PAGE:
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The Magic of Mitski

Last April, Mitski took the stage at the intimate and cozy Glass House in Pomona, CA. This show was long awaited by many in the audience since Mitski released her most recent album, Puberty 2, her fourth full-length album, in June of 2016. Mitski has come a long ways since her debut album, Lush, falling into the groove of being a well known touring artist, playing at SXSW in Austin to kick off her tour and stopping by Pomona in between playing both weekends of Coachella.

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Although Mitski has skyrocketed in popularity, her intimate performance and stage presence did not show it. Mitski is known for her vulnerability and ability to sympathize with her listeners and audience members through lyrics that stand out like a diary being read out loud. Mitski’s openers, Steady Holiday and Springtime Carnivore, both thanked Mitski for having the opportunity to open for her and both talked about the inspiration they get from Mitski just from being in her presence. After they played, both openers came out to watch the magic of Mitski from the audience’s perspective. The beauty of Mitski is that even though her words and presence are so powerful and inspiring, she is still able to pull off a cool and composed composure of someone that you could just chill with and not feel intimidated by. Mitski just wants to be real and relatable, even though she has become such an icon of hope for those struggling with life, love, and just being alive in general.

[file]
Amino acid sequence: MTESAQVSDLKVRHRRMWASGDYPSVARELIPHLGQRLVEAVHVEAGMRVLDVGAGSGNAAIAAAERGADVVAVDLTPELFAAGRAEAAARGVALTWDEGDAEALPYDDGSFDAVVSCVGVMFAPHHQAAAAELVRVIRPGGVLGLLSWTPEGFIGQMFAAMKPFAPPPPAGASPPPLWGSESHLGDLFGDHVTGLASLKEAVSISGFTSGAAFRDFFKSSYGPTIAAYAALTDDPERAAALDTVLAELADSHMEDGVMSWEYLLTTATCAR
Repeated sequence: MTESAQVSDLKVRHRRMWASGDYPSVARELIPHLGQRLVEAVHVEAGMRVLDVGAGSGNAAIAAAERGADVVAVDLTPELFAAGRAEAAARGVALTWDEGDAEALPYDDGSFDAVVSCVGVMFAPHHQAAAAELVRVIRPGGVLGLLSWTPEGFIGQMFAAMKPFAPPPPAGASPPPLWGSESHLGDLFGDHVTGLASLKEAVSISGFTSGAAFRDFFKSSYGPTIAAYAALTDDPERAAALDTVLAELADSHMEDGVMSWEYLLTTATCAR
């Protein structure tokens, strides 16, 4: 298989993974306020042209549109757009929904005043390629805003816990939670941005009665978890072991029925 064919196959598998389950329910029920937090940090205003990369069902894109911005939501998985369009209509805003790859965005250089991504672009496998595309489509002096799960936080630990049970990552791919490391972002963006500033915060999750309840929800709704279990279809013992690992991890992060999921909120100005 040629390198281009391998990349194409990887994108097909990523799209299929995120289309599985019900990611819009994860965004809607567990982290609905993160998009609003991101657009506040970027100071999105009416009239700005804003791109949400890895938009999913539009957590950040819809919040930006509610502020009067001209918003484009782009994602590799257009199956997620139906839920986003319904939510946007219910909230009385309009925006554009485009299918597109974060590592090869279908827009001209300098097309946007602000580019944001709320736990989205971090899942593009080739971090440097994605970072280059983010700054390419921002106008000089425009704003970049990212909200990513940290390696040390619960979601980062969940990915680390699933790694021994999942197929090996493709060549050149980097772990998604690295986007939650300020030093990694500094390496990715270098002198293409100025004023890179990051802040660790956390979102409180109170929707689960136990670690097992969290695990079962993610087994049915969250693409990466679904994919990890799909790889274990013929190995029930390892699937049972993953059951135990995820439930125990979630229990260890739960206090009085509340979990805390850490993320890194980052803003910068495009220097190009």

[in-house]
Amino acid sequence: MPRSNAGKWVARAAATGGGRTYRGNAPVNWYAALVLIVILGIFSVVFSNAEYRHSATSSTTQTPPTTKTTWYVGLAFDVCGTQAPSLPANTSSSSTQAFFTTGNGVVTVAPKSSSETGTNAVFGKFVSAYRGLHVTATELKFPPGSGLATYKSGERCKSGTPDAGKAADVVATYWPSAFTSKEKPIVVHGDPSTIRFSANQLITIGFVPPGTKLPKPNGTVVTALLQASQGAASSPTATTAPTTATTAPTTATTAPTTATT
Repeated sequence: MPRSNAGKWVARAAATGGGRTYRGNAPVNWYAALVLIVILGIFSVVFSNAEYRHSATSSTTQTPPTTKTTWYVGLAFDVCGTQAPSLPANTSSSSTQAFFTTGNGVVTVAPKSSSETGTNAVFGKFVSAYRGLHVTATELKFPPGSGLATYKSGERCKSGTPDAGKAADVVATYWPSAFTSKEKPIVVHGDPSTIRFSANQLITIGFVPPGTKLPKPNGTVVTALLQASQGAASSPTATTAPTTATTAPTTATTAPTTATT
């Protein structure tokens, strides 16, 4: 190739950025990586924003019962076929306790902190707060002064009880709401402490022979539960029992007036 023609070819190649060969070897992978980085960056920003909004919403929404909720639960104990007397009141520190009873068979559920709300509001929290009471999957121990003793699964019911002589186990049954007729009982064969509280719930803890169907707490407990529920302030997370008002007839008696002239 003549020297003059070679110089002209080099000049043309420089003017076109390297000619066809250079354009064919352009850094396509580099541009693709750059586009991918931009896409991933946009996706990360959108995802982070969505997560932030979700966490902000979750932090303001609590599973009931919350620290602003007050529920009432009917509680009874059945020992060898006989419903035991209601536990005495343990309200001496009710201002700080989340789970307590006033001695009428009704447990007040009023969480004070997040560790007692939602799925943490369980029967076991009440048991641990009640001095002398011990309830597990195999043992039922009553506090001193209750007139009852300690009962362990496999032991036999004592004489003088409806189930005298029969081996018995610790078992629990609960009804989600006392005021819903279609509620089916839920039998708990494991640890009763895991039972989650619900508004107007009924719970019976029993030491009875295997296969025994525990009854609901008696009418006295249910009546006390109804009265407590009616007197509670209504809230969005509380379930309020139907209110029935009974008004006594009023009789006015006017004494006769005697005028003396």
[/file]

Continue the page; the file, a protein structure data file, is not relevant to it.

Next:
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Steady Holiday / Greta Morgan of Springtime Carnivore

In between her somehow extremely deep and vulnerable, yet chill and easy listening indie tunes, Mitski would chat with the audience, not like a superstar, playing on a stage, but like a normal person, talking to their friends. She even dedicated one of her songs to someone named Phoebe because she had gotten an email from someone named Parker, who wanted Mitski to ask Phoebe to the prom for him. Even though Parker never showed himself to the crowd, the moment was still a classic Mitski moment of casually making someone’s night.


The entire performance, the audience was fully engaged and in sync with Mitski. At the small Glass House, everyone was close together in the intimate space the entire show, but I did not see a single person who looked tired, bored, or frustrated. The glowing goddess, in her white button down, enthralled every person in the room, while she strummed chords on her bass guitar, belting out her most true self. The audience was lost in the music, taking in that which makes up the soul of Mitski.

Words and Pictures by: Emily Macune